She chose Miriam-Rose because white fellas couldnt pronounce Ungunmerr. Her mother and sister are both called Mary, so she chose Miriam the Jewish form of Mary. Rose is the name of an Aunt. Hence, Miriam-Rose. Miriam was educated by Our Lady of the Sacred Heart Sisters. She has a great love of Mary, the Mother of God.

Miriam doesnt like the word owners applied to Aborigines and their relationship with the land. We dont own the land! We belong to it!

She told me of her special connection to certain animals the pelican, who, long ago in Aboriginal lore, laid her eggs quickly before the floods came. These eggs are the egg-shaped stones that sit in a circle at the base of an escarpment in her country the Daly River.

In white mans world there is this clock-time (she points to her watch), a time that pushes us constantly, pulling us in all directions. We become broken apart with this type of time. Then, on Sunday, when we go to church, receive the sacraments and pray, this is sacred time. But its only for one hour. And then we go back to clock time.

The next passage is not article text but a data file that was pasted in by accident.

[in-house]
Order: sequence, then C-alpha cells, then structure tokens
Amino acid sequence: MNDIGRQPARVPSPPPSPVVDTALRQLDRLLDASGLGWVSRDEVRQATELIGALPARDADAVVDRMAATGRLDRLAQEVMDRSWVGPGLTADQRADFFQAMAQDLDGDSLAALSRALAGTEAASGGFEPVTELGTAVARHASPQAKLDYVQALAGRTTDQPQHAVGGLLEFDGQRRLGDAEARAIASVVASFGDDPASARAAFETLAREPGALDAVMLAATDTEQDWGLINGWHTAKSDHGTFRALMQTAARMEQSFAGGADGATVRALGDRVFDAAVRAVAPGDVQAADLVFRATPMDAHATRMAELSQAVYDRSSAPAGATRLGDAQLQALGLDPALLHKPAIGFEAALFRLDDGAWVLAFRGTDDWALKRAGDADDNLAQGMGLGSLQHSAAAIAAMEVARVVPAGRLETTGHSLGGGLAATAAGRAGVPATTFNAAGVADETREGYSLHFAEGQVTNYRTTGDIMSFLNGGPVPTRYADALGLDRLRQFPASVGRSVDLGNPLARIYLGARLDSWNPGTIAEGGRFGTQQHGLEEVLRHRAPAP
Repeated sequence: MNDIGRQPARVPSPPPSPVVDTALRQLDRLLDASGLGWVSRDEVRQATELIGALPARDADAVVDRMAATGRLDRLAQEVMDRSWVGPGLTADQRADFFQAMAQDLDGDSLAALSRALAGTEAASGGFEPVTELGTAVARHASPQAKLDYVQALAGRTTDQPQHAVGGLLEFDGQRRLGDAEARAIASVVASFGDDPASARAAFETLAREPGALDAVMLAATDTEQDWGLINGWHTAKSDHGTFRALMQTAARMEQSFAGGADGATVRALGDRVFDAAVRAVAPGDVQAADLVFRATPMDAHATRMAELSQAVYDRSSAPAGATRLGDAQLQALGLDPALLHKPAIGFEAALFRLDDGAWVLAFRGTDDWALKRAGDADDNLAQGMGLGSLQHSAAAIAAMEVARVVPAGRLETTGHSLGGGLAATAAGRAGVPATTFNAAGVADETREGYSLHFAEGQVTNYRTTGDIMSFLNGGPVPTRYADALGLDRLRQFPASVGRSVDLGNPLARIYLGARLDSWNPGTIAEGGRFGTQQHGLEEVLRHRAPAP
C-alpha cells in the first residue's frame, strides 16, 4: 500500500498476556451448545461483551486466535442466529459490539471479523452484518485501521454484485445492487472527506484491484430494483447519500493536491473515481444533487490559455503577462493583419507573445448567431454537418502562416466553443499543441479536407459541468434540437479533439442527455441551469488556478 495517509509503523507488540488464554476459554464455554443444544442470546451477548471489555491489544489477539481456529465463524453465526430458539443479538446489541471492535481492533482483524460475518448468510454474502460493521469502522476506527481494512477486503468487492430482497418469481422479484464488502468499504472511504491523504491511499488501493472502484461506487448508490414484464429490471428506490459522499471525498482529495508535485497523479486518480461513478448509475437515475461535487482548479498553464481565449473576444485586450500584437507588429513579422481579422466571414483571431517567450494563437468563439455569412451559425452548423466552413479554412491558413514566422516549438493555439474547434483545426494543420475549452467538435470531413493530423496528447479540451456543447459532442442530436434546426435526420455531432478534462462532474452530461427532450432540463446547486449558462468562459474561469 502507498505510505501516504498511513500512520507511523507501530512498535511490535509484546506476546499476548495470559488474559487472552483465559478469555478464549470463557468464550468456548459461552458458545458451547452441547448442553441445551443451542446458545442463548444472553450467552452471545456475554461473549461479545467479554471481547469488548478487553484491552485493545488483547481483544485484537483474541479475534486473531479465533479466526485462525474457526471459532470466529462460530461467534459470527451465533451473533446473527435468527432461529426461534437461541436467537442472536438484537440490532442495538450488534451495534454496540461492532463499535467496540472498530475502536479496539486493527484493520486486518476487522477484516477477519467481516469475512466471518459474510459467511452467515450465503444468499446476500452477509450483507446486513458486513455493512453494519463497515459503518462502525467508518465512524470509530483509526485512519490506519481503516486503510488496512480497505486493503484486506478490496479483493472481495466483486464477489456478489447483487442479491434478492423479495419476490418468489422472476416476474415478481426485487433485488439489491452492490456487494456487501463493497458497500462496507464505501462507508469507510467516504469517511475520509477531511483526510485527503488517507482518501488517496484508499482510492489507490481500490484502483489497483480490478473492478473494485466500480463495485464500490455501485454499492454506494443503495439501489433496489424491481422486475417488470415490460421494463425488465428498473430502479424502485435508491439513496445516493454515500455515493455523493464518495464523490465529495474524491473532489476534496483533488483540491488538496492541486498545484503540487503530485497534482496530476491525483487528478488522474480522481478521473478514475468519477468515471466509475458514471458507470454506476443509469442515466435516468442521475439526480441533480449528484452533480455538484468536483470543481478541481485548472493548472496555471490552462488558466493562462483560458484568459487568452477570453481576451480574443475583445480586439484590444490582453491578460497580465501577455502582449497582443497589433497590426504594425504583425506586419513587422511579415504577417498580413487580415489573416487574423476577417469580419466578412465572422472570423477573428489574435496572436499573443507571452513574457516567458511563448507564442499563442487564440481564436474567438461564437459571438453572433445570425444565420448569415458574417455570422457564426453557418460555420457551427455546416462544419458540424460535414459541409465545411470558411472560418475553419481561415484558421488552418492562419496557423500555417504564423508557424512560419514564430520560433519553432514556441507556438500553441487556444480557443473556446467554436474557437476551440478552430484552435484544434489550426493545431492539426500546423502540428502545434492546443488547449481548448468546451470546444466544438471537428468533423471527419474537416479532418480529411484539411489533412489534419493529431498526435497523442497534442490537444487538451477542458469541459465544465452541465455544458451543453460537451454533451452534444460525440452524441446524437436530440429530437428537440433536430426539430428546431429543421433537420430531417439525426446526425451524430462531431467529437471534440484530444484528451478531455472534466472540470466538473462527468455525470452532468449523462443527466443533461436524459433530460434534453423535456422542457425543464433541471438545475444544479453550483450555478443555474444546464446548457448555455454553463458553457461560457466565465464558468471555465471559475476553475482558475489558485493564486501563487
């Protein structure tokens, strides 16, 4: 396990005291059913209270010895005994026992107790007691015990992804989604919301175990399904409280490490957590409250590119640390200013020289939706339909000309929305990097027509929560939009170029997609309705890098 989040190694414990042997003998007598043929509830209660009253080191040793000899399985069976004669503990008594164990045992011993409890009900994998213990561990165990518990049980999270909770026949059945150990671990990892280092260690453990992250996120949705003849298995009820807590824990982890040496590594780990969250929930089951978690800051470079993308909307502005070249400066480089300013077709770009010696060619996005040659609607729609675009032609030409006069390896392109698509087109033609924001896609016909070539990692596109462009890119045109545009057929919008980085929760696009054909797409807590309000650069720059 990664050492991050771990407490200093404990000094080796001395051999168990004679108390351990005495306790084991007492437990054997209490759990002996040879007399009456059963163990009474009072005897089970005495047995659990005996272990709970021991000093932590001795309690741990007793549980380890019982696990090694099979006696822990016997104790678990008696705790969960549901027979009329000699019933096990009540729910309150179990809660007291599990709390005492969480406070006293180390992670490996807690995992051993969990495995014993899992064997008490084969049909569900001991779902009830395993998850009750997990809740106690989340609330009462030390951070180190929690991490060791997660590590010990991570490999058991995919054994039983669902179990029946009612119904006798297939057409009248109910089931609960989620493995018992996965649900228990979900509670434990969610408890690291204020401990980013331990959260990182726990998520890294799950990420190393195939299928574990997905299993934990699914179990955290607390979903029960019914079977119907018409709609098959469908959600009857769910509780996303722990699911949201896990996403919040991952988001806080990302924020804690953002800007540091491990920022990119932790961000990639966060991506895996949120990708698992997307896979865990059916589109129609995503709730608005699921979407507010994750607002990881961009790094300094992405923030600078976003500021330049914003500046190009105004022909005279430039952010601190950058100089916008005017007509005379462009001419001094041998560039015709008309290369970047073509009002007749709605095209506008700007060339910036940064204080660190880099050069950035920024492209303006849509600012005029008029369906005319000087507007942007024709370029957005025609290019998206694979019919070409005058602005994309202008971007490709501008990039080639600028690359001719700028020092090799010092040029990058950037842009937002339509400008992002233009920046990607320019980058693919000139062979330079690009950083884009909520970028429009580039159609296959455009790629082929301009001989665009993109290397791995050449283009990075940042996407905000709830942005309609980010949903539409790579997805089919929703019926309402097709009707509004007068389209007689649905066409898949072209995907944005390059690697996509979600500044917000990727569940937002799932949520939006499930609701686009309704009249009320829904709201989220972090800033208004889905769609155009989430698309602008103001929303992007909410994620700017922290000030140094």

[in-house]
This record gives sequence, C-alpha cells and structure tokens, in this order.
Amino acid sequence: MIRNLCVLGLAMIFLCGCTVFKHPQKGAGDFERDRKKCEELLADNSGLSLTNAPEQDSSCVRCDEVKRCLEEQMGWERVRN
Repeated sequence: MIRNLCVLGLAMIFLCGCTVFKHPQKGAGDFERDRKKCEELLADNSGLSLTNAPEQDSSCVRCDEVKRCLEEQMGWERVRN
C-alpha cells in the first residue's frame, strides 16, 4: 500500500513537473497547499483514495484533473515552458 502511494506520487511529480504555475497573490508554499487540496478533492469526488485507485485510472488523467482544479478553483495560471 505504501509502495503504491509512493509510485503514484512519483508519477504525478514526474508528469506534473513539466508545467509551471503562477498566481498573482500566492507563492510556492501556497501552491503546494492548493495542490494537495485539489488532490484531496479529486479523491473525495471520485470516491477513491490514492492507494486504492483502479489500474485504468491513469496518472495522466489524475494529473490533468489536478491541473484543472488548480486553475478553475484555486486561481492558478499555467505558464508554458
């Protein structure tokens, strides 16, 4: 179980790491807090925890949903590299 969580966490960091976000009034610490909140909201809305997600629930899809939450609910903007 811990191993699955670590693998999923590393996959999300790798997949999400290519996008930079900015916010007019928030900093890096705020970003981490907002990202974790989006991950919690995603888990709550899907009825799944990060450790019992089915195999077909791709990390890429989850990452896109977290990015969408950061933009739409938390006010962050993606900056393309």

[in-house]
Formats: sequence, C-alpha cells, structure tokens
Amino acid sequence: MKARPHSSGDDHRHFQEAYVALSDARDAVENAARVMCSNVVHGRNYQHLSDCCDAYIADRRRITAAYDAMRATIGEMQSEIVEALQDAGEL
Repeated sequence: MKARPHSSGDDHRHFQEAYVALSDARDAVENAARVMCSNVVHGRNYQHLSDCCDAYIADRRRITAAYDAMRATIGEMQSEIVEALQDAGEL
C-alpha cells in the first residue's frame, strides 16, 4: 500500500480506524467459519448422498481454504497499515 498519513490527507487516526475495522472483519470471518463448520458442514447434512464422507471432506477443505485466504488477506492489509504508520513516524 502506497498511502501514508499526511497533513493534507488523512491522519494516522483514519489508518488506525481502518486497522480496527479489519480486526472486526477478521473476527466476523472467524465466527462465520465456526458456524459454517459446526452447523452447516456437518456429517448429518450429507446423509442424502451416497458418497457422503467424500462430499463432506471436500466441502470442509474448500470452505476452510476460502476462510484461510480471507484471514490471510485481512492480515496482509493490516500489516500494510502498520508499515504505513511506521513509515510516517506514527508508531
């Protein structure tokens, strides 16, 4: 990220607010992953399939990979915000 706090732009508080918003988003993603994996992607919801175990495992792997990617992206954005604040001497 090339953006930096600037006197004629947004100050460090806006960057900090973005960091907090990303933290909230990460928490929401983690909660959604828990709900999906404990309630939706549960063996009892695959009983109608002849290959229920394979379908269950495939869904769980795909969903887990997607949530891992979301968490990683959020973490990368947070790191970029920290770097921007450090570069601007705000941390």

Miriam spoke of her need to get away from this clock-time in order to become whole and healed. It is in the bush, the land, where she finds her sacred time. The land itself is sacred, and because she is of the land and the land is of her, she can carry this sacredness into all time. Even Jesus went bush she says, to get away from the crowds, to be alone and to reconnect with the sacred.

AWARENESS:As Miriam-Rose spoke of her country, the Daly River, she sometimes gazed beyond, seeing the land she lovingly described the river, the pelican eggs, the escarpment, the series of waterfalls.

It is really beautiful. For some people, they don’t see it as beautiful. That’s because they’re not aware.